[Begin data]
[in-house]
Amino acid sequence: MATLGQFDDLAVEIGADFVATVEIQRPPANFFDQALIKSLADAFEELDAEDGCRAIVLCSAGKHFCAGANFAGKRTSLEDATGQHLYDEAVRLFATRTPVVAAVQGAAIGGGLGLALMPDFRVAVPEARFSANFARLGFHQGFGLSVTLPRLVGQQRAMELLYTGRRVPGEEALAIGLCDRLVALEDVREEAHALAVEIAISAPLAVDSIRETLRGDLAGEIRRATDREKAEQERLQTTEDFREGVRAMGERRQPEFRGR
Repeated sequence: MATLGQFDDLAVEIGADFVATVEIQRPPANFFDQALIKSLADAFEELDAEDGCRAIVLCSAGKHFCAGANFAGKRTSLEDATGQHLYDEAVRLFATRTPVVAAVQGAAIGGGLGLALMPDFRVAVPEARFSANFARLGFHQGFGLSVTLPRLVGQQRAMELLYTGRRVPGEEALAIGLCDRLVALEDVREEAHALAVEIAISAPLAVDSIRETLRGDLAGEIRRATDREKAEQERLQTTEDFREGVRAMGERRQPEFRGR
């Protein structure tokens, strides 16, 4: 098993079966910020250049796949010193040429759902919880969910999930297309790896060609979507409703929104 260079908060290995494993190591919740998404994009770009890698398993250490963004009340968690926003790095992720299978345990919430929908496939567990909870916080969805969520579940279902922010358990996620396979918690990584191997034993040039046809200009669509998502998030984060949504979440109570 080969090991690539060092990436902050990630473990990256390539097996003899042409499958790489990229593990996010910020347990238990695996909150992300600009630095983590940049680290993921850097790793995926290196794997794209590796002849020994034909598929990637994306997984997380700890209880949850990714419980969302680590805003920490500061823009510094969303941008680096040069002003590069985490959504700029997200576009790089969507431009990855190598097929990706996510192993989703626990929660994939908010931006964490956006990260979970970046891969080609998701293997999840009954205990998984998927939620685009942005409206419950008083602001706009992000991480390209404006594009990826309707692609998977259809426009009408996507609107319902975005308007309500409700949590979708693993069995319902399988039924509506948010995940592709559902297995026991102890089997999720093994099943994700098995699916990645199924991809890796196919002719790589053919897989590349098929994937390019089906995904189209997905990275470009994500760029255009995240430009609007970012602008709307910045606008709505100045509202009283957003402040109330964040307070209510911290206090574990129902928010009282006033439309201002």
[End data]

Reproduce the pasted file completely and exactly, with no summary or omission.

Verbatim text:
[in-house]
Amino acid sequence: MATLGQFDDLAVEIGADFVATVEIQRPPANFFDQALIKSLADAFEELDAEDGCRAIVLCSAGKHFCAGANFAGKRTSLEDATGQHLYDEAVRLFATRTPVVAAVQGAAIGGGLGLALMPDFRVAVPEARFSANFARLGFHQGFGLSVTLPRLVGQQRAMELLYTGRRVPGEEALAIGLCDRLVALEDVREEAHALAVEIAISAPLAVDSIRETLRGDLAGEIRRATDREKAEQERLQTTEDFREGVRAMGERRQPEFRGR
Repeated sequence: MATLGQFDDLAVEIGADFVATVEIQRPPANFFDQALIKSLADAFEELDAEDGCRAIVLCSAGKHFCAGANFAGKRTSLEDATGQHLYDEAVRLFATRTPVVAAVQGAAIGGGLGLALMPDFRVAVPEARFSANFARLGFHQGFGLSVTLPRLVGQQRAMELLYTGRRVPGEEALAIGLCDRLVALEDVREEAHALAVEIAISAPLAVDSIRETLRGDLAGEIRRATDREKAEQERLQTTEDFREGVRAMGERRQPEFRGR
């Protein structure tokens, strides 16, 4: 098993079966910020250049796949010193040429759902919880969910999930297309790896060609979507409703929104 260079908060290995494993190591919740998404994009770009890698398993250490963004009340968690926003790095992720299978345990919430929908496939567990909870916080969805969520579940279902922010358990996620396979918690990584191997034993040039046809200009669509998502998030984060949504979440109570 080969090991690539060092990436902050990630473990990256390539097996003899042409499958790489990229593990996010910020347990238990695996909150992300600009630095983590940049680290993921850097790793995926290196794997794209590796002849020994034909598929990637994306997984997380700890209880949850990714419980969302680590805003920490500061823009510094969303941008680096040069002003590069985490959504700029997200576009790089969507431009990855190598097929990706996510192993989703626990929660994939908010931006964490956006990260979970970046891969080609998701293997999840009954205990998984998927939620685009942005409206419950008083602001706009992000991480390209404006594009990826309707692609998977259809426009009408996507609107319902975005308007309500409700949590979708693993069995319902399988039924509506948010995940592709559902297995026991102890089997999720093994099943994700098995699916990645199924991809890796196919002719790589053919897989590349098929994937390019089906995904189209997905990275470009994500760029255009995240430009609007970012602008709307910045606008709505100045509202009283957003402040109330964040307070209510911290206090574990129902928010009282006033439309201002």